Unsafe optimizations aught to be a solvable problem. Once the executable code has been generated, it should be possible to say in a well-defined subset of cases whether the resultant binary is trying to perform a nonsense operation.
If the code has symbols that state what line(s) of source are involved and what optimization(s) were used, you could always give a really verbose warning to say that this specific combination is potentially invalid.
Or, for cleverer results, make the compilation multi-pass. Where a block of intermediate source produces bad results, disable the most likely offending optimizations and try again until either there's nothing left or the tests say that the compilation looks ok.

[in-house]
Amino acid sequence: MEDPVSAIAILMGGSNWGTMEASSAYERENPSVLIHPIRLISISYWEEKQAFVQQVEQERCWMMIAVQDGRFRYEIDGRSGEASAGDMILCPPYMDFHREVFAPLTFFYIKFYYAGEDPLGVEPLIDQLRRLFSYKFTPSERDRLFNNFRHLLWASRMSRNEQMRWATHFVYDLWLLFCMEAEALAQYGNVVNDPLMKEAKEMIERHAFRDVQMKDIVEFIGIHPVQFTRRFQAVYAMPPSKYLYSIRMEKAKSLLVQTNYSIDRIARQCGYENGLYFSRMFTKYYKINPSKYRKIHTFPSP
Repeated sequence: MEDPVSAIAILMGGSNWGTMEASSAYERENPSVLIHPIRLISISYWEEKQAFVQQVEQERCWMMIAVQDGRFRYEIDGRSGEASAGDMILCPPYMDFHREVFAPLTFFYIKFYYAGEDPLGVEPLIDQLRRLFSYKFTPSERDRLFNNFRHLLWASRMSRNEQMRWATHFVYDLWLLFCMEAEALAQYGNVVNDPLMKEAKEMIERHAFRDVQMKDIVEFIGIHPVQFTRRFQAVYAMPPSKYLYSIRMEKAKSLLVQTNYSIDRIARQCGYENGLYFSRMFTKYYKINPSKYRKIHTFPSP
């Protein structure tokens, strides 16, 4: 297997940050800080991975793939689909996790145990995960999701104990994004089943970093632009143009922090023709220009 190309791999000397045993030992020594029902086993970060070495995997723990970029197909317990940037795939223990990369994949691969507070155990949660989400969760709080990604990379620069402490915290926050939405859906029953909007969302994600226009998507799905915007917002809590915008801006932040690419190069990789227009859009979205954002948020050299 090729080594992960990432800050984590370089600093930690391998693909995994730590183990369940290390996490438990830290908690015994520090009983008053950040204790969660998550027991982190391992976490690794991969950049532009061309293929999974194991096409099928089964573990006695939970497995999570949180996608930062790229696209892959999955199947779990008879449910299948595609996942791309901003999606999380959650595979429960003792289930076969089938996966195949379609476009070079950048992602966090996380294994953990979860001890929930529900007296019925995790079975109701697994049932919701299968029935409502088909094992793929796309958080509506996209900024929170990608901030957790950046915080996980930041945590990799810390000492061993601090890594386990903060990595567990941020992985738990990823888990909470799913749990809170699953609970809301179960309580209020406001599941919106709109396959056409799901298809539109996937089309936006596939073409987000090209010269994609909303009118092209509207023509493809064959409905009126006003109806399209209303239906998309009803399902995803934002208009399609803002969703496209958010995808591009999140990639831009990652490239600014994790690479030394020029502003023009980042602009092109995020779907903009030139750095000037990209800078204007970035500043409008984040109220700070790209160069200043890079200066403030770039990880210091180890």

The disadvantage of the former is that the warnings would be horribly verbose and drown developers in information. The disadvanatge of the latter is that it's slow and of indeterminate duration for relatively marginal gains in what you hope are fringe cases (where the original code is good but the compiler's herustics screw up).
In general, fixing the developers is easier than fixing the freakier cases.